The Lone Rangers

10 points if you get the movie reference in the title, anyway…

Stephanie said something on Facebook earlier today about how there should be an island for us “misfit Christians,” to which the idea was added that cheap rum would abound there, so I’ve obviously already booked my ticket! She’s right though, and we find ourselves, along with many of you, kind of out in the cold, when it comes to our views and how those views impact the way we are understood by other people.

Most people think that I’m just a dick. They are about 98% right, but I think that part of my dissent of popular views, maybe 2% or even less, but at least a small part, has something to do with a true desire to follow Christ. That is me, there are lots of other people who have views that conflict with the norms of the modern church, and, unlike myself, lots of these other people, including my wife, are very nice, but still find themselves ostracized either openly or, in most cases, a little more quietly by just kinda getting left out of things and not being invited to things and not being talked to or responded to or taken seriously. It is unfortunate.

What I think can make this whole thing especially lonely is that you don’t really fit in anywhere. People have said to me that my views make it easy for me to fit in with everyone, but I find it quite the opposite in reality. It’s like people might think that atheists like me because I don’t agree with lots of mainstream Christian prejudices, and generally it is true that I get along with “casual” agnostics or those who have a general apathy for religious topics, but when the conversation turns to what we think about God, especially in the case of the more passionate atheist, things don’t go so well. I am passionate and I am passionate about God and what I understand of His truth, so we butt heads. An atheist may think, “oh yeah, there’s another Christian, go home to your Christian friends!” but, again, although I share many views with most Christians, many do not want to have much to do with me. Honestly, I try to avoid making big scenes talking about the things that we disagree about, but I have a reputation and these things come up and I am not shy to disagree with others when these topics come up. So, no friends in the Christian camp and no friends in the atheist camp.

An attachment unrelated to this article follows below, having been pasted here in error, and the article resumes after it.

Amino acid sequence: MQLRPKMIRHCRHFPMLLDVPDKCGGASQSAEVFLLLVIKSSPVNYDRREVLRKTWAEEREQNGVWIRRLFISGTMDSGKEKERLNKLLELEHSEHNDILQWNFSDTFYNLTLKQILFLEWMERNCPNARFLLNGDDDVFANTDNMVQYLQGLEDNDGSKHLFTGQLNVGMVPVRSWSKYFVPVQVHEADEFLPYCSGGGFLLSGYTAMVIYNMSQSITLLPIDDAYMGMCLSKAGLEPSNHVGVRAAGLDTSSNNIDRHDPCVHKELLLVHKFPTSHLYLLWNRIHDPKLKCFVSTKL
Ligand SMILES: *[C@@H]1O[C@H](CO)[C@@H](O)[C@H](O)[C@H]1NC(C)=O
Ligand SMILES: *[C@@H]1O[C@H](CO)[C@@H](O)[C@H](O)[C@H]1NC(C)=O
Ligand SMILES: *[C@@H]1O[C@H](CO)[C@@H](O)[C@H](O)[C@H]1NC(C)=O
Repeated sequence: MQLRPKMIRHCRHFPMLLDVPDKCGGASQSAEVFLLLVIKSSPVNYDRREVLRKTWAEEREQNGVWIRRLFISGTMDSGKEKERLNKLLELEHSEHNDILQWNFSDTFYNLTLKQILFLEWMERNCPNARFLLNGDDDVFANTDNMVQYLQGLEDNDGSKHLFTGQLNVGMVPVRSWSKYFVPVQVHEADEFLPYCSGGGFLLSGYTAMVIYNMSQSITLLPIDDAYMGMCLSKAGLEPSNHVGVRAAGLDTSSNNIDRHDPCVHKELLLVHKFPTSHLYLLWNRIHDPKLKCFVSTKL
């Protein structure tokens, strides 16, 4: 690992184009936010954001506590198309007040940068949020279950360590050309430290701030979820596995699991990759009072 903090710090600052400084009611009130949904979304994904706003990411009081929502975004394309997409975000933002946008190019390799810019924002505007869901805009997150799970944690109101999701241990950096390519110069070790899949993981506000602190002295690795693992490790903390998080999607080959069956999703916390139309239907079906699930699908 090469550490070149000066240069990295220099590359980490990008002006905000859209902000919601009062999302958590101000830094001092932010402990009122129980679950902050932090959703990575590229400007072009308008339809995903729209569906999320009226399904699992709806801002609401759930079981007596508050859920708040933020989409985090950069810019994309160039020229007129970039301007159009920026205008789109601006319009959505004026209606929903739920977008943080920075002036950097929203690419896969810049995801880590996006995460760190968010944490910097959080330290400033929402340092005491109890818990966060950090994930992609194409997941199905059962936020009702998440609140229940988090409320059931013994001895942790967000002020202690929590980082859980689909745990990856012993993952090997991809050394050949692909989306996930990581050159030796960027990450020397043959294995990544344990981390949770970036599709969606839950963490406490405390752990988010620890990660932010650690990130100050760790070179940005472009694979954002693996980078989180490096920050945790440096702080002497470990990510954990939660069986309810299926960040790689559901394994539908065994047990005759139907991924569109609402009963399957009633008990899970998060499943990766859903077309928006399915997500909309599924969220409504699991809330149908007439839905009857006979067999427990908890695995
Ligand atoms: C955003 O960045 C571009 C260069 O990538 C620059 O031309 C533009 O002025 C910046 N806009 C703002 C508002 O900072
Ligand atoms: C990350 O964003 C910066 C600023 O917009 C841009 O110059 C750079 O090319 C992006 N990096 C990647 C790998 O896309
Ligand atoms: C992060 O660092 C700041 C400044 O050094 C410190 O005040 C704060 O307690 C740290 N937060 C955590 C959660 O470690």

Conservative Christians see me as a liberal. Liberal Christians see me as a Fundamentalist. Catholics see me as too Protestant, and Protestants see me as too Catholic. Some see my view of salvation as too open, others as too closed. Some see my views on alcohol too lose, and others too prudish. This list could go on forever, but you get the idea. Sometimes it feels like you just don’t fit with anybody, because everyone seems to want to focus on the things you don’t agree on, or lots of people can’t have a disagreement and not have it destroy a friendship. I can live with this, and I know that I like to argue and that can really turn people away. I am not offended by this or usually not even hurt by it. But, the thing is, on the island of misfits there are lots of great people with lots of love and good cooking and encouragement and ideas that would benefit everyone on the mainland and it makes me sad to see those people ignored on all sides.

_________________________

    12 comments

      • Dan Allen

        and THAT is the whole point! Friendships should transcend our differences, and, ideally, not in a way that ignores the differences, but in a way that enables us to learn from each other in those areas where we have different views, and (scary thought) maybe do some growing as a result!

    1. Rob Morley

      Banished by us, Jesus would probably hang out on that island too. And, there He would pour out His love on those who come and then send them back to those still trapped in the harshness of cold religion, rejection and an empty world to share that love with them.

      While we were His enemies Christ died for us. Let’s ask Him for that love so that we can go the extra mile for all around us!

      God bless!

    2. Alan Knox

      Dan,

      Your last point is so important: